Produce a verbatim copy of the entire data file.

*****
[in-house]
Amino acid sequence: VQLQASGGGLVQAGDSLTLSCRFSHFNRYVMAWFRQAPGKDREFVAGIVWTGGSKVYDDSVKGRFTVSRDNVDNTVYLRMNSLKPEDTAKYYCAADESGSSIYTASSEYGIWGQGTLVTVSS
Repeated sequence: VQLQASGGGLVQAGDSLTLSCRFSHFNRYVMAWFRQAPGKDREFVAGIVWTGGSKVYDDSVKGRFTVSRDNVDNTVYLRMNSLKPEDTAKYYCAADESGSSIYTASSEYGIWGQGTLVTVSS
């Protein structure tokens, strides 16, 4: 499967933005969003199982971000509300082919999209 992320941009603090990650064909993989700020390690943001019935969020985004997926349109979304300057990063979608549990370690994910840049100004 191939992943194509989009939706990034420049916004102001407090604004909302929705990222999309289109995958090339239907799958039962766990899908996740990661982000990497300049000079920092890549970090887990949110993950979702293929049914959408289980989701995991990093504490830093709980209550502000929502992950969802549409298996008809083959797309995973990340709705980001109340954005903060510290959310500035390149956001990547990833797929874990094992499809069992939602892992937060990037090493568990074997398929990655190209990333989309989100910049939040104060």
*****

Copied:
[in-house]
Amino acid sequence: VQLQASGGGLVQAGDSLTLSCRFSHFNRYVMAWFRQAPGKDREFVAGIVWTGGSKVYDDSVKGRFTVSRDNVDNTVYLRMNSLKPEDTAKYYCAADESGSSIYTASSEYGIWGQGTLVTVSS
Repeated sequence: VQLQASGGGLVQAGDSLTLSCRFSHFNRYVMAWFRQAPGKDREFVAGIVWTGGSKVYDDSVKGRFTVSRDNVDNTVYLRMNSLKPEDTAKYYCAADESGSSIYTASSEYGIWGQGTLVTVSS
């Protein structure tokens, strides 16, 4: 499967933005969003199982971000509300082919999209 992320941009603090990650064909993989700020390690943001019935969020985004997926349109979304300057990063979608549990370690994910840049100004 191939992943194509989009939706990034420049916004102001407090604004909302929705990222999309289109995958090339239907799958039962766990899908996740990661982000990497300049000079920092890549970090887990949110993950979702293929049914959408289980989701995991990093504490830093709980209550502000929502992950969802549409298996008809083959797309995973990340709705980001109340954005903060510290959310500035390149956001990547990833797929874990094992499809069992939602892992937060990037090493568990074997398929990655190209990333989309989100910049939040104060």